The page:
LAUSANNE, Switzerland — Most spokesmen for the U.S. government come armed with thick briefing books and talking points. Then there’s Alan Eyre, the State Department’s official Persian-language spokesman.
Part of the delegation at the Iran nuclear talks, Eyre carries in his suit pocket a small ring journal filled with quotes from Persian poetry and literature. The jottings scribbled in the Persian-Arabic alphabet are in hues of blue, black, orange and purple, reflecting the pens he had on hand over the years.
If he wants to make the point to Iranian reporters covering the talks that time is of the essence in reaching an agreement on Iran’s nuclear program by a March 31 deadline, he may crib a line from “The Rubaiyat of Omar Khayyam”: “Be happy in the present, and don't put your life in the wind.”
Or, instead of giving a blunt “no comment,” he sometimes quotes from the 13th-century poet Saadi’s seminal work, “The Gulistan”: “A knowing man will not utter every word which occurs to him. It is not proper to endanger one’s head for the king’s secret.”
Though florid to American ears, they are familiar and respectful phrases to a people whose culture is dated in millennia instead of centuries, says Eyre, who is equally adept at plunging into modern-day Persian rap.
As unconventional as he is in his approach, Eyre plays an important role at the nuclear talks with Iran. He briefs U.S. negotiators twice a day on how the talks are being reported in the Iranian media and is on hand to translate a possible written framework agreement to ensure that the Persian, or Farsi, version matches what is written in English.
Equally significant, he is part of a State Department outreach to Iranian citizens to provide the American perspective on the nuclear talks and other issues. If there is an agreement, Iranians will hear about it from Eyre, who is well known in Iran because of his frequent media appearances and his explainers on Twitter and Instagram.
“Ultimately, I try to give an objective recounting of our positions, our policies and what we do,” said Eyre, 56, a 17-year veteran of the State Department who taught himself to speak Farsi and has more than 100,000 followers on his Facebook page. “I work to dispel the myths that exist.”
Few officials at the talks seem to be having as much fun as Eyre, who wanders through the Beau-Rivage Palace conversing with Iranian reporters.
“Iranians love Alan,” said Arash Azizi, a reporter for the London-based satellite station Manoto, which beams into Iran and reaches more than 10 million viewers nightly. “People know he speaks for America. But he does it with poetry.”
Eyre has been readying himself for this role most of his adult life.
He grew up on Long Island. His interest in Persian came at Dartmouth, where he studied American literature and became interested in Sufi poetry. Because poetry loses something in translation, he taught himself Persian.
He lived for a few years in Los Angeles or, as he calls it, Tehrangeles. He made friends in the city’s large Iranian expatriate community, picking up colloquialisms from friends and from watching videos of a pre-revolutionary Iranian soap opera called “My Uncle Napoleon.”
“Don’t put watermelons under my armpits” is one of his favorite idioms for a huge burden.
He said his Persian was decent but far from fluent when he joined the State Department in 1998. During a posting in Damascus, he burnished his Farsi in dealings with Iranians seeking visas at the U.S. Embassy. An assignment to Afghanistan helped because Dari, one of two official languages, is close to Persian.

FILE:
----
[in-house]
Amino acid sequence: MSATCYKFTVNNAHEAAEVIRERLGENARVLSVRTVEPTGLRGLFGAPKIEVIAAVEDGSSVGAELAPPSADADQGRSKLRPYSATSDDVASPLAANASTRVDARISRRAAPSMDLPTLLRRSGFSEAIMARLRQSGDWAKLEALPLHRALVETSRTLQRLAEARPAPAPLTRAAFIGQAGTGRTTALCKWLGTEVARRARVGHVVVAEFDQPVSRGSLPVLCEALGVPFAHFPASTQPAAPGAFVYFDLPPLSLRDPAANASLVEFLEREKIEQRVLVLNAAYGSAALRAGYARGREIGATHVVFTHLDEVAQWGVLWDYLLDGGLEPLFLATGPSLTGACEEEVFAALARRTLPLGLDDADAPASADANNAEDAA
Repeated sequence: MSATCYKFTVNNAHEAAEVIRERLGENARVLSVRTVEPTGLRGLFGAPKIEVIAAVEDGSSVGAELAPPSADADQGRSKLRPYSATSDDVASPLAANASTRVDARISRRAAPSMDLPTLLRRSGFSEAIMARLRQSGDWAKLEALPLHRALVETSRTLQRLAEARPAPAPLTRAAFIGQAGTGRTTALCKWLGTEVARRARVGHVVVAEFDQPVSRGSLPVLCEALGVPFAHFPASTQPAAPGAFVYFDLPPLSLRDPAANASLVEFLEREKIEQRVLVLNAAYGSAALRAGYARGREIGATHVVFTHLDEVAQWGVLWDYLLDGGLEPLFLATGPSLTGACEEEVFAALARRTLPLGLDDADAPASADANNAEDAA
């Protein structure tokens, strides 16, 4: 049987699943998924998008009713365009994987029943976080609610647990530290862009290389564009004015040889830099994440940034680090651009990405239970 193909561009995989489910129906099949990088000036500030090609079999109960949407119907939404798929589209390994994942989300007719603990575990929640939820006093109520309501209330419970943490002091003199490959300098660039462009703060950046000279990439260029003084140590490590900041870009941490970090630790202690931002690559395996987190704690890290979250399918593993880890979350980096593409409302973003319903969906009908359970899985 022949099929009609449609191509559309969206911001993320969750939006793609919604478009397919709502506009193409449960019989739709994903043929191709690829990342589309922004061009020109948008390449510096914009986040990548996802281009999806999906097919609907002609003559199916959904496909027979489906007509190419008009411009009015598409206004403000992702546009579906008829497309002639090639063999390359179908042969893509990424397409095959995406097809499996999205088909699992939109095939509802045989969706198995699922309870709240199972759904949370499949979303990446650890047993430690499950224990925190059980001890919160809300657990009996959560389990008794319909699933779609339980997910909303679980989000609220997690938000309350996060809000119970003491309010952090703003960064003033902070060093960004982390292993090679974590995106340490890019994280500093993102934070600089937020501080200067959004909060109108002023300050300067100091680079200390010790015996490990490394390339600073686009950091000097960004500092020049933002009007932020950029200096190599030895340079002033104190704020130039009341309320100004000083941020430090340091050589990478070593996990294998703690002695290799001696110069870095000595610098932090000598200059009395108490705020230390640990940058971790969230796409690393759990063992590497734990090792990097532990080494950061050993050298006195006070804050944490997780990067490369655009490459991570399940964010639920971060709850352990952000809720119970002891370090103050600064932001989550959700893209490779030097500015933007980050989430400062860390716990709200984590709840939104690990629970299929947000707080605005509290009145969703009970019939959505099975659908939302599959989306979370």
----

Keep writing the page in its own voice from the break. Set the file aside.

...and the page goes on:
As his fluency grew and he reported on Iran from neighboring Dubai, he worked alongside veteran State Department officials steeped in knowledge of Iran, including some former hostages at the U.S. Embassy. The old Iran hands, known in the State Department as Iranosaurs, eventually moved on. So in 2006, then-Secretary of State Condoleezza Rice started the Iran Watchers with a new generation keeping tabs on Tehran. Eyre was named head of the Dubai office.
In 2011, he became the State Department’s first — and so far only — Persian-language spokesman. He built a following with Ask Alan, a You Tube video in which he answered questions posed by Iranians. He has since expanded into other forms of social media, fielding questions on the nuclear talks, sanctions, visas and American pop culture. He leavens his U.S. policy postings with musings on soccer and pop music. He recently put up a link to Stevie Wonder's “I Was Made to Love Her” and photos of the optical illusion around a blue or gold dress.
Initially, the only journalists who sought a comment from Eyre were those from the Persian-language broadcasts by the BBC and Voice of America. Then, the expatriate stations came calling. Today, he’s a regular on Iranian state television.
When Iranians ask him about the nuclear talks, his focus is different from what his English-language counterparts stress for Americans. “For the average Iranian, what’s important is not assuring the international community of the peaceful nature of Iran’s nuclear program,” he said. “What resonates with them is getting sanctions lifted.”
Oddly enough for a man who has a personal Persian-language library of 1,500 books and who sometimes prefaces his remarks with, “As we say in Persian,” Eyre has never visited Iran. “I’d love to go if we ever have an embassy or just as tourist,” he said. “I have a real love of Iranian culture, language and literature. It sings to me.”
In the meantime, he contents himself with bantering with Iranian journalists.
As he walked past a group of Iranians at the Beau-Rivage, he used a common greeting that he translated as: “Hey, everyone’s gathered except me. Take pity on my loneliness.”
“Like all things,” he said, “it sounds better in Persian.”